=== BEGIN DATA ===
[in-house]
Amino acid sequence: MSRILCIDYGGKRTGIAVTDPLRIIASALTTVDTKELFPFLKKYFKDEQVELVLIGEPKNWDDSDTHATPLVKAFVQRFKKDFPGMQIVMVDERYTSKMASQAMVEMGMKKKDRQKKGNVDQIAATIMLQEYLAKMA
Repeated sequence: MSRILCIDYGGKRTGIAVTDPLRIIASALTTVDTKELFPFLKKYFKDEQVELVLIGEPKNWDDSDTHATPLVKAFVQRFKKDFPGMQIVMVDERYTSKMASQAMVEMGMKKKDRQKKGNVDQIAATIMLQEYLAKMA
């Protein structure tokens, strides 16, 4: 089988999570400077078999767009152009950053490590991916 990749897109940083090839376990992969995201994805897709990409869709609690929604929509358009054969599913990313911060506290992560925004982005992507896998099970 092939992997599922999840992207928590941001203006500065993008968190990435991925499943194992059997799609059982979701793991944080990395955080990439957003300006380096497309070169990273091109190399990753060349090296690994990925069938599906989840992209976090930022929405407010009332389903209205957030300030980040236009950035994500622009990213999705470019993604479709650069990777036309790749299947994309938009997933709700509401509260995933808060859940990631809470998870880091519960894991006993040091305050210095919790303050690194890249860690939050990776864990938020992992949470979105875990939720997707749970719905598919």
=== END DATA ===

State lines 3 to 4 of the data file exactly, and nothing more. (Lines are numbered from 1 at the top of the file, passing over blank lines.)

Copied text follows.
Repeated sequence: MSRILCIDYGGKRTGIAVTDPLRIIASALTTVDTKELFPFLKKYFKDEQVELVLIGEPKNWDDSDTHATPLVKAFVQRFKKDFPGMQIVMVDERYTSKMASQAMVEMGMKKKDRQKKGNVDQIAATIMLQEYLAKMA
């Protein structure tokens, strides 16, 4: 089988999570400077078999767009152009950053490590991916 990749897109940083090839376990992969995201994805897709990409869709609690929604929509358009054969599913990313911060506290992560925004982005992507896998099970 092939992997599922999840992207928590941001203006500065993008968190990435991925499943194992059997799609059982979701793991944080990395955080990439957003300006380096497309070169990273091109190399990753060349090296690994990925069938599906989840992209976090930022929405407010009332389903209205957030300030980040236009950035994500622009990213999705470019993604479709650069990777036309790749299947994309938009997933709700509401509260995933808060859940990631809470998870880091519960894991006993040091305050210095919790303050690194890249860690939050990776864990938020992992949470979105875990939720997707749970719905598919």